#SanBernardino Responds

On December 2, 2015, 14 people were killed and 22 others were seriously injured in a terrorist attack consisting of a mass shooting and an attempted bombing at the Inland Regional Center in San Bernardino, California. 

Local writers and poets responded with a moving tribute. Experience it here

Featured PoetS:


Lawrence Eby Talks Poetry, Decay, and Flight of August


Cal State San Bernardino MFA graduate Lawrence Eby talks about his book, Flight of August, winner of the 2013 Louise Bogan Award from Trio House Press.

Lawrence’s work has also appeared in Passages North, Arroyo Literary Review, The Black Tongue Review, The Redlands Review, Poetry Quarterly, The Sand Canyon Review, Badlands, THRUSH, Aperçus Quarterly, Inlandia, The Secret Handshake, Call of the Wild: Being Human by Editions Bibliotekos, and others.

 Lawrence Eby

He is an active member of PoetrIE and founder of Orange Monkey Publishing. He has also served as the poetry editor for Ghost Town, CSUSB’s national literary journal, and on the Board of Publications for the Inlandia Institute.

Q: Tell us about Flight of August, how did it happen?

A: I had this strange urge to write it and did so very quickly over a few months. I was reading about a lot of doomsday theories at the time and I’m drawn to these post-apocalyptic ideas. I started with the title and dissected what I thought it meant—it’s about the structural collapse of society and the environment, and trying to survive in those situations. August represents structure, the calendar year, and society as a whole. I started to think of the antithesis, and arrived at the apocalyptic scenario.

Q: Sounds pretty dark. Why?

A: I have a grim outlook on where we are headed unless we take steps to turn around the environmental damage we’ve done. Industry, pollution in our water, nuclear testing, deforestation, the list goes on. It’s apparent in how many species disappear each day. The poems reflect that. There’s a lot of stark imagery, death, scavenging… but there are moments of captured beauty and (no spoiler) it is uplifting at the end.

Q: Can you name any sources of inspiration?

A: Well, I grew up in an undeveloped part of Yucaipa. Over the course of my childhood, it was interesting to see all that open space disappear. Vast stretches of untouched land turned into housing. The book also has a lot of father-and-son themes—my father has always been super supportive and encouraging. He has a great appreciation for the arts. My mom is a children’s book author, so I’m sure I got some of my writing drive from her. I also find inspiration in books, articles, and in visual art. I’m really interested in decay. There’s no way not to be affected by time and decay.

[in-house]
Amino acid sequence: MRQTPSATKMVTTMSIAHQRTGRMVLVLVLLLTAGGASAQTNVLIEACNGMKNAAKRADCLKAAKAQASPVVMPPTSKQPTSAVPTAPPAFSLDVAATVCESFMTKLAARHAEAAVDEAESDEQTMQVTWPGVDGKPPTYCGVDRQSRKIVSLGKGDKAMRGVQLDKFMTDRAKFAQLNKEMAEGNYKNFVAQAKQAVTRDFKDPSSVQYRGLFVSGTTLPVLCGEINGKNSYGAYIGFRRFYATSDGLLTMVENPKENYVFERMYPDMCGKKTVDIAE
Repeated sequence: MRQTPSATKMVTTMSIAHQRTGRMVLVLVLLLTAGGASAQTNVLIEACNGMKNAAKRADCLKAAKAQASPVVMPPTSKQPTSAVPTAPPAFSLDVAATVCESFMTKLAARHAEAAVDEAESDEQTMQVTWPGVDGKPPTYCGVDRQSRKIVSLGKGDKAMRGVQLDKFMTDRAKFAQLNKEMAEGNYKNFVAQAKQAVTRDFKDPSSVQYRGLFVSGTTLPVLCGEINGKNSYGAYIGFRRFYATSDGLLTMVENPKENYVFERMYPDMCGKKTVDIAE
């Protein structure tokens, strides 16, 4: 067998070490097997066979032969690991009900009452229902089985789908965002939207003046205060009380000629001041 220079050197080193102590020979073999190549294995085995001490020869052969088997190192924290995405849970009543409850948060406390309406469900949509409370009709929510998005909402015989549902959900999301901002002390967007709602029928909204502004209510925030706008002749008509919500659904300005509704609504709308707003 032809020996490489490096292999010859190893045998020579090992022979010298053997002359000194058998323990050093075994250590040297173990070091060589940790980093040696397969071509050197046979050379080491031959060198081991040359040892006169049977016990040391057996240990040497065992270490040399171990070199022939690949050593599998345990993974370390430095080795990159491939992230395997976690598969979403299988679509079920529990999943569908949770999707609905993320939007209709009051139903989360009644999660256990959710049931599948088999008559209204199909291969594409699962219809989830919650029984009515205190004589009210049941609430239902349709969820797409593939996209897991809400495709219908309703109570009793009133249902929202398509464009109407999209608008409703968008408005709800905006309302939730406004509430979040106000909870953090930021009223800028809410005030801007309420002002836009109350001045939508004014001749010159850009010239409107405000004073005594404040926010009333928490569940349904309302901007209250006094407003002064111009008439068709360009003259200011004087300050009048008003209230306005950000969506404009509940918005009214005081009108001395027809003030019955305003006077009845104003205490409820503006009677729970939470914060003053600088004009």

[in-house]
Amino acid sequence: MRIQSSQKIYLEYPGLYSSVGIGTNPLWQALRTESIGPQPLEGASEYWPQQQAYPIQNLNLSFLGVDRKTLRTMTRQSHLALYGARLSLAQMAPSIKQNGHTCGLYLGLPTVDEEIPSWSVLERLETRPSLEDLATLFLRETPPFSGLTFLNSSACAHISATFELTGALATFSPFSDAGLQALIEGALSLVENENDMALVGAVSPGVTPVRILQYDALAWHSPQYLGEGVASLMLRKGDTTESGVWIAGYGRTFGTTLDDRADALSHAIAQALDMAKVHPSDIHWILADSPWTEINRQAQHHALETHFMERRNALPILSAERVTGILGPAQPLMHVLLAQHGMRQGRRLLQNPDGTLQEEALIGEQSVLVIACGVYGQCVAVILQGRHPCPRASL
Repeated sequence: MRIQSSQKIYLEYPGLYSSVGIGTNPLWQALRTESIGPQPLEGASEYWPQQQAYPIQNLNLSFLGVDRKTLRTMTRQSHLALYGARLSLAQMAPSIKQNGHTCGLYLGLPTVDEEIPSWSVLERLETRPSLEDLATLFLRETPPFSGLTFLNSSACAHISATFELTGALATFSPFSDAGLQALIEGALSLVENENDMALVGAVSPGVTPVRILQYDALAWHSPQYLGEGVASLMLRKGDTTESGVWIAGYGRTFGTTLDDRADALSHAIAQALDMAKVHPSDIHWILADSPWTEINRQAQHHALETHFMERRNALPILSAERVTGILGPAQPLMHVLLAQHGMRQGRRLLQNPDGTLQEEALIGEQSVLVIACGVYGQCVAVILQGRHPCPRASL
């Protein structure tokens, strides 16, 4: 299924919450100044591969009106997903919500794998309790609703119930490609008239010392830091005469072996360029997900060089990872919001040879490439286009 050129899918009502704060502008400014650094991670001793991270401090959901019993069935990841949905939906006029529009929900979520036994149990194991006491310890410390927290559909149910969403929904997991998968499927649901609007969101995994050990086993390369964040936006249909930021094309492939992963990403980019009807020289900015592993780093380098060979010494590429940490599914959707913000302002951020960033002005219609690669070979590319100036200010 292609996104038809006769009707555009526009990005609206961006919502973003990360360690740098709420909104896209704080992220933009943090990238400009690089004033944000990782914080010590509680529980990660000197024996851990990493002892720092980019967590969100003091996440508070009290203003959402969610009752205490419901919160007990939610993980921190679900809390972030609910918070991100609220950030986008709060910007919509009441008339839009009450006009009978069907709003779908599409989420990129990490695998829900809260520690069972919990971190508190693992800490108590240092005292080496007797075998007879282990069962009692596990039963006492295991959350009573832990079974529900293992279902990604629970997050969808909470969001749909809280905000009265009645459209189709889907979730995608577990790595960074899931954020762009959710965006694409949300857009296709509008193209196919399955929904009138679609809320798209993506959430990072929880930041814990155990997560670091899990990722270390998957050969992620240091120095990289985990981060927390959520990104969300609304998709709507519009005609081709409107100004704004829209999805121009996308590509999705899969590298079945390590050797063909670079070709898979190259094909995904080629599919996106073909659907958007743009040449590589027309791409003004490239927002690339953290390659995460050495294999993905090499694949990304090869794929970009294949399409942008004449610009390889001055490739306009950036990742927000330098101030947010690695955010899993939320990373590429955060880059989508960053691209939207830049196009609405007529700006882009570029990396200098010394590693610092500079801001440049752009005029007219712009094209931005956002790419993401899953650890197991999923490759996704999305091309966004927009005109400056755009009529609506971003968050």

Q: You’re currently in the MFA program at Cal State San Bernardino. How did you choose poetry as your focus?

A: I focused on fiction until the last year of undergrad. I saved all the poetry classes until the last quarter, mainly because I didn’t really appreciate poetry. But after those classes, I found it was intriguing and technical. I like tinkering with things and poetry gives me that.

Q: Let’s talk about the poems themselves. What did you do in this book?

A: There’s a lot of space and rhythm play. My strengths have been in imagery so I wanted to figure out what my weaknesses were and work on those. I used a wide variety of forms. I tried to be experimental and playful.

Q: What advice do you have for writers and poets regarding the habit of writing?

A: Probably something like don’t take writers’ advice too seriously. But also, don’t believe in writer’s block. I keep a ramble document to get my mind working if poems aren’t. Or I go on walks. Also, I scribble most of my poems down first and type them later. I also read as much as I can. I don’t force myself to write and I don’t have a set time for it. If I feel like it’s been awhile, I’ll just write four or five to catch up. 

Q: Can we share one of the poems from your book?

A: Definitely. Here it is.


           Reach for the sickle
                      hide the wine. It won't be long
           before bandits arrive.           Shutters on windows,
           the rattling, rattling
           stampedes of ice town
                                  wooden peaks. the city's on fire; cornfield frozen

           a dryness in your throat. What occurs
                    when sun hides in hail? A mouse crawls
                    across rafter beams, catch it, catch it

           before it vanishes to the snow-filled out.